Copyright

The right to reproduce, publish, or sell a certain work of art or technology

What is Copyright?

A copyright is an official declaration stating that an entity or individual owns the right to reproduce, publish, or sell a certain work of art or technology. A governing authority approves the copyright, which covers original writings, stage and film works, and many other creations.

 

Copyright

 

Unless the owner of the copyright decides to transfer the rights to a second party through a creative commons license, no other individual is permitted to interfere with such rights. This implies that unless the holder of the copyright permits it, no other entity is allowed to reproduce the copyrighted material.

 

Copyright Search

Using another person’s work is against copyright law in the US. Any person wishing to reproduce or use copyrighted material must seek permission from the owner of the copyright. However, creative works of art can be hired (leased). This involves paying the owner of the copyright a fee for the right to use his work without taking over ownership of it. That said, it is also possible to purchase a copyright from the holder.

To determine the owner of a copyright, the first thing a person should find is a copyright notice, if available, which will provide the copyright owner’s name and the date of issue.

If the information is not readily available, the owner of the copyright can be found by doing a copyright search. Data on ownership, registration, and transfer is readily available on the copyright office’s website.

If a person is looking for copyrights registered 40 years ago and onwards, he can find it by simply searching online using its registration number, name, or keyword. In addition, copyrights recorded from 1870 to 1977 can be found physically by looking through the copyright card catalog found at the Copyright Public Records Reading Room.

 

Differences between a Copyright, Patent, and Trademark

There are three ways to protect intellectual property rights (IPR):

 

1. Copyright

Copyright protects authorship expressed in various tangible forms. Included here are books, works of art, songs, and movies. Copyright protection usually extends 70 years beyond the author’s natural life.

 

2. Patent

A patent protects new inventions such as manufactured items, machines, industrial processes, and chemical compositions. The interval of protection is dependent on the type of patent given. A design patent usually lasts 14 years, while a plant and utility patent lasts 20 years.

 

3. Trademark

A trademark protects symbols, words, designs, and phrases that identify products made by different parties. Trademarks apply to logos, brand names, and slogans. They do not expire and usually last until the owner no longer requires them.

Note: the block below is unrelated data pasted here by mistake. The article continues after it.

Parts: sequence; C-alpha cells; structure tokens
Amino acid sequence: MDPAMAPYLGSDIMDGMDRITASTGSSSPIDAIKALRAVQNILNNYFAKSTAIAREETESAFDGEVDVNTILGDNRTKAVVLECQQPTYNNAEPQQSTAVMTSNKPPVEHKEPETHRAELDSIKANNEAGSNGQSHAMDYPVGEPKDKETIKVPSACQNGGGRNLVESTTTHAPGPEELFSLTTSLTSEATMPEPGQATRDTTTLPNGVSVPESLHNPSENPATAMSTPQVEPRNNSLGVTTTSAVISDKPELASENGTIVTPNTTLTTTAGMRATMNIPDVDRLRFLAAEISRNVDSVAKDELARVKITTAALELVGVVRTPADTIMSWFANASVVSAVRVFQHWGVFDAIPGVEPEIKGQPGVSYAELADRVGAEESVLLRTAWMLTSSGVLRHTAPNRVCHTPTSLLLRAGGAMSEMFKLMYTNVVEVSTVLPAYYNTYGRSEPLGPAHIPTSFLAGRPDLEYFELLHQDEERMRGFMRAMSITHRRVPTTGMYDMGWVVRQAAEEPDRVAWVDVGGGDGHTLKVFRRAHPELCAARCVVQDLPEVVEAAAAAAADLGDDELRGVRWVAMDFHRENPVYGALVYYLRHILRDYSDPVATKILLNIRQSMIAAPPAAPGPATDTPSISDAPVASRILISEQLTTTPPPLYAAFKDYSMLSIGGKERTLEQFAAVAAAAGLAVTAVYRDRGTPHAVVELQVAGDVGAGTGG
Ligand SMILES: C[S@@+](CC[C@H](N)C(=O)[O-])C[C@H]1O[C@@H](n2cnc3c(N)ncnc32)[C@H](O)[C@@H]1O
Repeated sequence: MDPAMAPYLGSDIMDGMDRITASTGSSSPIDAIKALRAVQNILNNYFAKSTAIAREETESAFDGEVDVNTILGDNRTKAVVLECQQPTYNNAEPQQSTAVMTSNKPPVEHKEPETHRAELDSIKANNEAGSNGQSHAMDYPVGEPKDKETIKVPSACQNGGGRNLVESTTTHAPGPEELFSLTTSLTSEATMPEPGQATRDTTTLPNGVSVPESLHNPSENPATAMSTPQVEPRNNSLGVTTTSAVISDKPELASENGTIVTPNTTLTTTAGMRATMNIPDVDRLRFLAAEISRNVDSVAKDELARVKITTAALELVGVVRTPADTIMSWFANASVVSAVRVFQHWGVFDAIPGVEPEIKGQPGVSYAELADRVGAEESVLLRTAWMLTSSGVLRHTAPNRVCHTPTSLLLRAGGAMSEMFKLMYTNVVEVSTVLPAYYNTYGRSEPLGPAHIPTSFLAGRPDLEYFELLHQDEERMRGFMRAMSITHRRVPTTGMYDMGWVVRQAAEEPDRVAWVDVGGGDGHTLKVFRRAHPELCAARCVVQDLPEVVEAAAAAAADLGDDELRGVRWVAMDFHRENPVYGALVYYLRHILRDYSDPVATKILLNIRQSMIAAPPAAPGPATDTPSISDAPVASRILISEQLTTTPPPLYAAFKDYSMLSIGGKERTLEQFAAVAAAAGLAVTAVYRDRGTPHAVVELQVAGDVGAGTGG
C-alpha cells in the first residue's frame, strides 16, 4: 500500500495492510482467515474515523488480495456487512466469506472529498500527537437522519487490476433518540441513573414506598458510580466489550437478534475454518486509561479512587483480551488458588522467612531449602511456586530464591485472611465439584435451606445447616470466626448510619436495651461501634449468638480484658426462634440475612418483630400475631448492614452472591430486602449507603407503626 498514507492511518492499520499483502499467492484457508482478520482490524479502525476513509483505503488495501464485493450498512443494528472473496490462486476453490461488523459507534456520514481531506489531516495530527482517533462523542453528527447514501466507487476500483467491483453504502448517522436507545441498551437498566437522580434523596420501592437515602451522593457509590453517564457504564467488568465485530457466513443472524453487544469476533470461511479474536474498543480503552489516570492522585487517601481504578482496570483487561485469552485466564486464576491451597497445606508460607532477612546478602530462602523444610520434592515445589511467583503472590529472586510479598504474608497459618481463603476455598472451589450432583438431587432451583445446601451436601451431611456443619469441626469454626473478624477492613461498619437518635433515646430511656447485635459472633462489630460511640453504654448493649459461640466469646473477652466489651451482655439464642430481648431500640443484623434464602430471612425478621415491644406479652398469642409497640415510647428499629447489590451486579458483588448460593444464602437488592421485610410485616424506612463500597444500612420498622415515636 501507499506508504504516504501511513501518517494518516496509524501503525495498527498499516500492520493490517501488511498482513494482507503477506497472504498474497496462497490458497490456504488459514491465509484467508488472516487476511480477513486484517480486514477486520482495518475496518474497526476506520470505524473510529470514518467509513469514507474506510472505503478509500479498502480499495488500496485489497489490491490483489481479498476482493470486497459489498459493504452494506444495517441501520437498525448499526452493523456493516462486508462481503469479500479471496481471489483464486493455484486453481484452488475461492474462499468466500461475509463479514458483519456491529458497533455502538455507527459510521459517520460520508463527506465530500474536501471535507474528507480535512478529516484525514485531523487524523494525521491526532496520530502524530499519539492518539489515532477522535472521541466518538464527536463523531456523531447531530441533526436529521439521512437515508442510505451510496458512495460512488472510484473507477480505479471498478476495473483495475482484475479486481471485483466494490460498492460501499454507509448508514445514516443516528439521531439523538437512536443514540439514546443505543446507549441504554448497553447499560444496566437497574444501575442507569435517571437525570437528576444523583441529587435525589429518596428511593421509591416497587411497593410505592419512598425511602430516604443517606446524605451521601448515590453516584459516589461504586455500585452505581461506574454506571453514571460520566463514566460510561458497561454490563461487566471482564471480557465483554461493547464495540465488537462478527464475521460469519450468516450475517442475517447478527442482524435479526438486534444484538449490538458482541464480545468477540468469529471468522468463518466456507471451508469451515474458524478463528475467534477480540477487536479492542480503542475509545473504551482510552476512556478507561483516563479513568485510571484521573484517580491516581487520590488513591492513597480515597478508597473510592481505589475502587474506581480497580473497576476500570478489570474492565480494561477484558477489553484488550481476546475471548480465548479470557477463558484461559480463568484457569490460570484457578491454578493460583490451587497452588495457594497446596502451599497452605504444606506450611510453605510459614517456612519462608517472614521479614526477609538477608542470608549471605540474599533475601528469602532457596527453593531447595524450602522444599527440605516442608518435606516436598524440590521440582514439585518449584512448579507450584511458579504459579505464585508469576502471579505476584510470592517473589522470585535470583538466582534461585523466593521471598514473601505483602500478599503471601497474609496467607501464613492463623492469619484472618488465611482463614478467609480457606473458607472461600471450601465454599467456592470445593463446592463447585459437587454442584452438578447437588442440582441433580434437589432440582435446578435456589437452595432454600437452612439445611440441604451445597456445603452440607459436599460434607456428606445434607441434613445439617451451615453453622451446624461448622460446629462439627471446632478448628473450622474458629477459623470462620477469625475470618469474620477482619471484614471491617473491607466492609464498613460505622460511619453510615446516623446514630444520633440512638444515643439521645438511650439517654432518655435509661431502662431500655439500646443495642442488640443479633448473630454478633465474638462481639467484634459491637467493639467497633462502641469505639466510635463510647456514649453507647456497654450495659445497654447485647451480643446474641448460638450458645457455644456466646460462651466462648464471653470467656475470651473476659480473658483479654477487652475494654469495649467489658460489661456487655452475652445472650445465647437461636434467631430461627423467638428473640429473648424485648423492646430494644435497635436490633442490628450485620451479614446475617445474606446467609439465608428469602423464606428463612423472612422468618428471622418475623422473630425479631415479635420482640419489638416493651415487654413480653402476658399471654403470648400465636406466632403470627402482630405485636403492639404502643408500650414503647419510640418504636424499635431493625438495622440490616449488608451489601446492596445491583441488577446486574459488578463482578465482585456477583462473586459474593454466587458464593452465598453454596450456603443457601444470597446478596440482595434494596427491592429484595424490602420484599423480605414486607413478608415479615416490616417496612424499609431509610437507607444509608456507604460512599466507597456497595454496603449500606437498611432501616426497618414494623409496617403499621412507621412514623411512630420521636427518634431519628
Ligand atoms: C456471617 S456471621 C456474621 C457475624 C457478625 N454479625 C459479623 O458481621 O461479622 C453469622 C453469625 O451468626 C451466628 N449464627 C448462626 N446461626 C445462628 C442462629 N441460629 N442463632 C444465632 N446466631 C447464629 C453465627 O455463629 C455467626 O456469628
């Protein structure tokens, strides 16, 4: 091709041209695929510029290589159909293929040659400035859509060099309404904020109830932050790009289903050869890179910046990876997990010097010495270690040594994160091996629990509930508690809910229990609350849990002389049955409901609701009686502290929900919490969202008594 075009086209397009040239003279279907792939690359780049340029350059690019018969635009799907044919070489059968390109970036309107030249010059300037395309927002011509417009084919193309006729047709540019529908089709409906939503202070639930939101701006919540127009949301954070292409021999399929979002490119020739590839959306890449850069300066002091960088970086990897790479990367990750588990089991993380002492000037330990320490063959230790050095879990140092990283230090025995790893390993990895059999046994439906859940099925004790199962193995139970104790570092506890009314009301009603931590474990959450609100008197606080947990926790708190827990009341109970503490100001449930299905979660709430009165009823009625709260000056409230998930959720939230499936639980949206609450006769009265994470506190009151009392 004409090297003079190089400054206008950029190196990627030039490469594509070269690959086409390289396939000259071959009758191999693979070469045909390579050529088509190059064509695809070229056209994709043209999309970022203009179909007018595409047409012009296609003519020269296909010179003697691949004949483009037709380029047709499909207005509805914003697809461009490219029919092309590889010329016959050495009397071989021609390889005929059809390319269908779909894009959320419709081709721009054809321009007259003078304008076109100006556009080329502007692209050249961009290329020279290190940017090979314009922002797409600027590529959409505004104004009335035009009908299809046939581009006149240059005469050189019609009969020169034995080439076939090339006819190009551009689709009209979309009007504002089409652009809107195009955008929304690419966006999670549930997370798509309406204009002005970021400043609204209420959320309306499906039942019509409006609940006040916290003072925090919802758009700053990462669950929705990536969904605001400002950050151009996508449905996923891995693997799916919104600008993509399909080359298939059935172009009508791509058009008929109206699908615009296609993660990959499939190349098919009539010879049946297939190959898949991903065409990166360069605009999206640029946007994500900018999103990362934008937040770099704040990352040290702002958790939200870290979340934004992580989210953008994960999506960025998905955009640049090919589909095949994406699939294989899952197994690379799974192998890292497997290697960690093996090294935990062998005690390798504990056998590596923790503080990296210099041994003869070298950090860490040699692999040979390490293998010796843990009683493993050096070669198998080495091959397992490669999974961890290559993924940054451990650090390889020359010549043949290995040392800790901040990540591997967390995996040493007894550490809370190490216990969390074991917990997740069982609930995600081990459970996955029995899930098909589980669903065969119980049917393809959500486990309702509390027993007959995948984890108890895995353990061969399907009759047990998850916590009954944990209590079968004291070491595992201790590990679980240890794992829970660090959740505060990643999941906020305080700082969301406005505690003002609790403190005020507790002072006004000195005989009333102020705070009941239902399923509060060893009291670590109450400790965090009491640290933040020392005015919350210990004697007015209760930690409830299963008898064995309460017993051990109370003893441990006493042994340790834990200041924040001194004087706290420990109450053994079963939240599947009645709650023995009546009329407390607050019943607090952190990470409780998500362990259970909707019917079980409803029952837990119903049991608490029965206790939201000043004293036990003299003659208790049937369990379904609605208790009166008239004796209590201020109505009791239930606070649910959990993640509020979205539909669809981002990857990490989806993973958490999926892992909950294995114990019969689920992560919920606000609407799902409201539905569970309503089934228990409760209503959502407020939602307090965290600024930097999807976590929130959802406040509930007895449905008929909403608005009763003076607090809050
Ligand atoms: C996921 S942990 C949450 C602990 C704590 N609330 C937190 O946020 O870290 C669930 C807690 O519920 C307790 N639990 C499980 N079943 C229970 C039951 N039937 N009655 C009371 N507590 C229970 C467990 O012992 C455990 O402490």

Things Not Protected by a Copyright

 

1. Methods, Ideas, and Systems

These comprise a number of works and include methods used to build or make things, scientific ideas or discoveries, technical or scientific methods, business procedures or operations, mathematical algorithms, formulas, and principles. Blank forms also fall in the category.

 

2. Commonly Known Information

This includes items usually considered to be owned by society in general. For example, weight and height charts, rulers, tape measures, and standard calendars. This is the category commonly referred to as “the sky is blue” since there is no individual who can claim authorship.

 

3. Choreographed Works

Choreography is defined as the steps followed in a dance routine. Choreographed works can’t be copyrighted unless the dance moves are recorded in a video or notated in one form or another. Speeches not transcribed prior to or after they are read also fall into the same category.

 

4. Titles, Names, Expressions, and Short Phrases

This category includes slogans, pseudonyms, catchphrases, titles of work, and product descriptions. For a wide-ranging description, it is always best to consult Circular 34 found at the copyright office.

In addition, recipes are included in this category. It is not possible to protect the ingredients used in a recipe although an individual may own the right to the recipe procedure. Other factors need to be considered before issuing a copyright, such as whether the author of the recipe included it as a special part of their cookbook. The recipe may contain parts that can be protected.

 

Final Word

Copyrights offer authors a way to protect their work against plagiarism. Using another person’s work without his permission is a violation of copyright law and moral rights. With a copyright, a person is able to claim ownership of a work of art and protect it from abuse.

 

Related Readings

CFI is the official provider of the global Financial Modeling & Valuation Analyst (FMVA)™ certification program, designed to help anyone become a world-class financial analyst. To keep learning and advancing your career, the additional CFI resources below will be useful:

  • Intangible Assets
  • Reneging
  • Safe Harbor
  • Vicarious Liability

Financial Analyst Certification

Become a certified Financial Modeling and Valuation Analyst (FMVA)® by completing CFI’s online financial modeling classes and training program!